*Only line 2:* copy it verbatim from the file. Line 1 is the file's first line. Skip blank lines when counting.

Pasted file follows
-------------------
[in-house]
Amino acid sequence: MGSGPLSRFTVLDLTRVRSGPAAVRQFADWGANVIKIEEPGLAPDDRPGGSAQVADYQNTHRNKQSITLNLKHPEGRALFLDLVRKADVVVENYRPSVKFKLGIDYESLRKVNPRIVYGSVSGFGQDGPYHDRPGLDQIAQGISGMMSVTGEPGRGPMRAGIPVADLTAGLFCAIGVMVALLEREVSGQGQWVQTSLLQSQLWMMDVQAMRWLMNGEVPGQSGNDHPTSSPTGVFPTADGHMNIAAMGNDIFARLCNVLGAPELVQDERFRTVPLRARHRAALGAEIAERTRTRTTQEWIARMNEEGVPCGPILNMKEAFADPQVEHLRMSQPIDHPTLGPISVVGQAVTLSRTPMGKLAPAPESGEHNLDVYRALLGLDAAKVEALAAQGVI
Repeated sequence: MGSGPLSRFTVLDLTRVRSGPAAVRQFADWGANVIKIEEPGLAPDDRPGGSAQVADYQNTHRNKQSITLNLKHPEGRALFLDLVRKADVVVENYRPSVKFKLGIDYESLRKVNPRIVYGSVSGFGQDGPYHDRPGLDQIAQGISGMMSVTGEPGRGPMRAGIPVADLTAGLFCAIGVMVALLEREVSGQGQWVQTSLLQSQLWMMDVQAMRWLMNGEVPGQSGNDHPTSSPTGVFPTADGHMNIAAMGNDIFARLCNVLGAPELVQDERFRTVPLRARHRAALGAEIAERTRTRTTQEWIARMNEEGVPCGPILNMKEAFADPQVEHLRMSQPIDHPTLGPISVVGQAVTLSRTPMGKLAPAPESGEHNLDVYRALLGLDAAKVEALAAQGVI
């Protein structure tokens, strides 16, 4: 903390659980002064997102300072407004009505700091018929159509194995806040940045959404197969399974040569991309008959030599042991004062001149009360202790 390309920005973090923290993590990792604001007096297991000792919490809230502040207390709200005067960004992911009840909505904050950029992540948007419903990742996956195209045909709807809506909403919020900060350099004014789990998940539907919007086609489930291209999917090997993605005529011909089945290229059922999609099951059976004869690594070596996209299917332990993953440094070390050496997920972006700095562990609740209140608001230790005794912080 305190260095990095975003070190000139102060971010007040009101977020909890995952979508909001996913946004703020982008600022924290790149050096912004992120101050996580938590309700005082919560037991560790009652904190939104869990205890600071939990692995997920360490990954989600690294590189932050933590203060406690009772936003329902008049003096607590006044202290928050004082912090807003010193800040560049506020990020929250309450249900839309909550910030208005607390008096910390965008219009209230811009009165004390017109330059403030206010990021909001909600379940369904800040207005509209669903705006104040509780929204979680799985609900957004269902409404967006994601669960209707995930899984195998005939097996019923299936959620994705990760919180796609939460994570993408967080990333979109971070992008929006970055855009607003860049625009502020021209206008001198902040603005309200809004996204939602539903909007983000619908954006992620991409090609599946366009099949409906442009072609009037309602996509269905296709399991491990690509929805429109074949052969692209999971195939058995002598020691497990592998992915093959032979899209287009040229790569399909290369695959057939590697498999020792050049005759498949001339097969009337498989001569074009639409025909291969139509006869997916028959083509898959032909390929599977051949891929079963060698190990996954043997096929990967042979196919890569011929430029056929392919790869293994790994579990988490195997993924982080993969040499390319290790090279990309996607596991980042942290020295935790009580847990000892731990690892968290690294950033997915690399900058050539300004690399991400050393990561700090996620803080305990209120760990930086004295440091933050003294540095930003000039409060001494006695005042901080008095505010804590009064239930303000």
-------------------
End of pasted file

Amino acid sequence: MGSGPLSRFTVLDLTRVRSGPAAVRQFADWGANVIKIEEPGLAPDDRPGGSAQVADYQNTHRNKQSITLNLKHPEGRALFLDLVRKADVVVENYRPSVKFKLGIDYESLRKVNPRIVYGSVSGFGQDGPYHDRPGLDQIAQGISGMMSVTGEPGRGPMRAGIPVADLTAGLFCAIGVMVALLEREVSGQGQWVQTSLLQSQLWMMDVQAMRWLMNGEVPGQSGNDHPTSSPTGVFPTADGHMNIAAMGNDIFARLCNVLGAPELVQDERFRTVPLRARHRAALGAEIAERTRTRTTQEWIARMNEEGVPCGPILNMKEAFADPQVEHLRMSQPIDHPTLGPISVVGQAVTLSRTPMGKLAPAPESGEHNLDVYRALLGLDAAKVEALAAQGVI